Film work might've been Colvin's biggest contribution to Zack's development.
“He's a film junkie,” Lynn said. “I think it makes up for his lack of experience. He's expecting stuff. I don't have to tell him, ‘Look for the fade in this,' or ‘Look for the deep ball in this series or grouping.' He knows what's coming and it kind of gives him a little advantage.
“He loves football. It's not just about the attention he gets after playing a good game. He really wants to go out there and play good football. That's what sets him apart from the other young guys. He's all for being a great player for all the right reasons.”
Then there's Chamberlain, who hit .458 last season in helping the Sooners to the Women's College World Series title.
“I think Lauren has really kept him humble and kept him on the right path,” Rudy said. “She's already been through the success of winning the World Series and all the attention and other hoopla. She's done a fabulous job with him.”
She also keeps Zack's competitive blood going when he's not on the football field.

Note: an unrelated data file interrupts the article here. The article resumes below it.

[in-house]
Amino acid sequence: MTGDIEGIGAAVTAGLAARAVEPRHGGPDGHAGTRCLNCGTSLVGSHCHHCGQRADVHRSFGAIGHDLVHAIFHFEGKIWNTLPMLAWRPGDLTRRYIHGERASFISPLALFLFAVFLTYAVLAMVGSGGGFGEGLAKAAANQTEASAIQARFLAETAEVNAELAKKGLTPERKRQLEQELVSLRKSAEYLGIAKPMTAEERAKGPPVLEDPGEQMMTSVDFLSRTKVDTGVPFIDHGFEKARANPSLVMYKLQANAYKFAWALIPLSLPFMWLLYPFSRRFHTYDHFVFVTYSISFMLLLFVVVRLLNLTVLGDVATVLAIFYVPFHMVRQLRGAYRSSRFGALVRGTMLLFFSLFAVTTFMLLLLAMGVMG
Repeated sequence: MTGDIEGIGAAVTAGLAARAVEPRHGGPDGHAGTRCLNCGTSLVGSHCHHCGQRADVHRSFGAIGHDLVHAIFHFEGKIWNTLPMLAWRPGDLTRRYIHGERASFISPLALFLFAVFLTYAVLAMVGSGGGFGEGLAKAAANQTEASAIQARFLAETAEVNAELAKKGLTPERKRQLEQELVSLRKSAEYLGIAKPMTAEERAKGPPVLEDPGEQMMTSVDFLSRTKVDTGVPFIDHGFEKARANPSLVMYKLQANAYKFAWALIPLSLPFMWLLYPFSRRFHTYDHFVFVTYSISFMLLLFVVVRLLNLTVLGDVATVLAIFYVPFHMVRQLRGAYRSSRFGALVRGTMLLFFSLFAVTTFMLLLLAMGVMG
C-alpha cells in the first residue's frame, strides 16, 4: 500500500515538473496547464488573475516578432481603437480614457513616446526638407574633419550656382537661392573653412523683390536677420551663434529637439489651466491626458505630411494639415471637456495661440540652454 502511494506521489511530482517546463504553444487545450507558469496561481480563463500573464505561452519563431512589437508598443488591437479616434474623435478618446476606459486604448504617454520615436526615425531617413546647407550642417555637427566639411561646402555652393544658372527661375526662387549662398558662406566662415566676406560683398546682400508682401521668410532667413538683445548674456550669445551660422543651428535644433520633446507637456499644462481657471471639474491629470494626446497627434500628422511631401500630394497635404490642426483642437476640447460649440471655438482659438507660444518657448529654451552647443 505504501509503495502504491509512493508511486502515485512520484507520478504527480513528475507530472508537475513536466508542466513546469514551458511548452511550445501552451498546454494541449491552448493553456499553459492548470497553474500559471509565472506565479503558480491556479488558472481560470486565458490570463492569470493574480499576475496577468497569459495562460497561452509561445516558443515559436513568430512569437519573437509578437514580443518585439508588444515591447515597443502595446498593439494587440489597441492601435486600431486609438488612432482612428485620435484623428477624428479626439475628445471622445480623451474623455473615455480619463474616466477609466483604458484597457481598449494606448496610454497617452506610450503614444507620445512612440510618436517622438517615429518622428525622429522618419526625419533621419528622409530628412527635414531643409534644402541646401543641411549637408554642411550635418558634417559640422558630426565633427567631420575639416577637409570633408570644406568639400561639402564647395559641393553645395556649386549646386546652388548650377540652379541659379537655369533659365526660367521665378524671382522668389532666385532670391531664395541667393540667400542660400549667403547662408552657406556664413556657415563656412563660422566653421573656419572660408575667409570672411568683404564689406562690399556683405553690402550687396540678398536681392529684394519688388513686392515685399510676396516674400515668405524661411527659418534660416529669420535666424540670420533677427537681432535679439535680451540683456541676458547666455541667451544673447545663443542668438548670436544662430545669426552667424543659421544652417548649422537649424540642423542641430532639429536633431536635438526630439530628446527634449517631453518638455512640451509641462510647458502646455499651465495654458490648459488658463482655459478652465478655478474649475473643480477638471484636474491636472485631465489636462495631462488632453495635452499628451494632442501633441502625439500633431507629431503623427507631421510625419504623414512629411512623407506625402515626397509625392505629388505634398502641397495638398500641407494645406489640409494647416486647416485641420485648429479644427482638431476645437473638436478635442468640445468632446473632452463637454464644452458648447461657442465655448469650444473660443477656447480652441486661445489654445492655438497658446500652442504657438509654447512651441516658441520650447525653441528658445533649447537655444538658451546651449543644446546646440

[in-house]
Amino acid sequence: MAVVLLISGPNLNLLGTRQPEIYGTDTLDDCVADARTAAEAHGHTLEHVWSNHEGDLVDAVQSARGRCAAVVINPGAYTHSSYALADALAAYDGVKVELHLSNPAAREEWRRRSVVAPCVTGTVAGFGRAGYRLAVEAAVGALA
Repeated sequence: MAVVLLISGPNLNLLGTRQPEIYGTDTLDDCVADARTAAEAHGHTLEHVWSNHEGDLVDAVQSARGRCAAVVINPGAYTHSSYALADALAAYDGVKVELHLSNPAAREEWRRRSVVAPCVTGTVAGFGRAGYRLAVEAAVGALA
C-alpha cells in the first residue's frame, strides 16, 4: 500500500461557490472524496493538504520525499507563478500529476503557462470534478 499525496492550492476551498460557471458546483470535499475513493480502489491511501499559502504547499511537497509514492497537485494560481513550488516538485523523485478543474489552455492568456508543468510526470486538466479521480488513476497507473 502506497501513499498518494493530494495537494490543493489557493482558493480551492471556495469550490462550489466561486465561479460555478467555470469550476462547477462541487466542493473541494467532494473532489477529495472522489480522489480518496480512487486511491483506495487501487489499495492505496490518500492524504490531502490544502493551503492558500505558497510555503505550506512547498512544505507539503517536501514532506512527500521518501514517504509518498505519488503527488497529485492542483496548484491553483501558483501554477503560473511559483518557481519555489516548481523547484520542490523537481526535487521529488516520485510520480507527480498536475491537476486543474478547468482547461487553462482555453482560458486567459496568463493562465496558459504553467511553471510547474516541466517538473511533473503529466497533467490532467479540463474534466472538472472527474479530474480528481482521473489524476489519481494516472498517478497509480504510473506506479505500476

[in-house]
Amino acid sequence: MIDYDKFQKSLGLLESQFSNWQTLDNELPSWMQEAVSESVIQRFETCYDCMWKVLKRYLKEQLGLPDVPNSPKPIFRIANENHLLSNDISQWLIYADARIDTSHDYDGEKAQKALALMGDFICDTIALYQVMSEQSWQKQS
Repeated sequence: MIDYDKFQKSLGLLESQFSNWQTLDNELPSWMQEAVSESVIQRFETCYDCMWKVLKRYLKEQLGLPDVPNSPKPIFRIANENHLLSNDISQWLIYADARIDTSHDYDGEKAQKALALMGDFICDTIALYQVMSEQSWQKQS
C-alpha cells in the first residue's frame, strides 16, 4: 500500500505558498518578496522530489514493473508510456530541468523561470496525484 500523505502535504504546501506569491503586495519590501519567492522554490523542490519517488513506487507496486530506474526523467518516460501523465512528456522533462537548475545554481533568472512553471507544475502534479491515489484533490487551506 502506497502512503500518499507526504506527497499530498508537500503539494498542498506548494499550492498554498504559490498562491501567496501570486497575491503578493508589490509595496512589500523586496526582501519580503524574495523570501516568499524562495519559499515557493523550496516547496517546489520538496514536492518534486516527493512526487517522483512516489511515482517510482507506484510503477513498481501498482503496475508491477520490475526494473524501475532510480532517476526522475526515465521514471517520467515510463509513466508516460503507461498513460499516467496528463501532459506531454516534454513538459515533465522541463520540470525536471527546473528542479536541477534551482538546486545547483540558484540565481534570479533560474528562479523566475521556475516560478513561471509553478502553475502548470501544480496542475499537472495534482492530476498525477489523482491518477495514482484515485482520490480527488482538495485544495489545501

“She's super-competitive,” Zack said. “Like if we drive separate cars and we're going somewhere, we're racing to where we've got to go.”
That competition and her work ethic easily rub off on Zack.
“She approaches it just like the guys in the locker room,” Zack said. “You don't see that much from a female athlete. The way that she trains and the way that she puts in work, we kind of have the same attitude. It helps a lot.”
No matter how well he's playing, though, Sanchez expects teams to keep testing him, at least as long as Colvin's on the other side.
“I'm still a freshman so regardless of how many times I think I've proven myself, they're still going to go out to me especially when 14 (Colvin) is on the other side,” Zack said. “I'm ready for it.”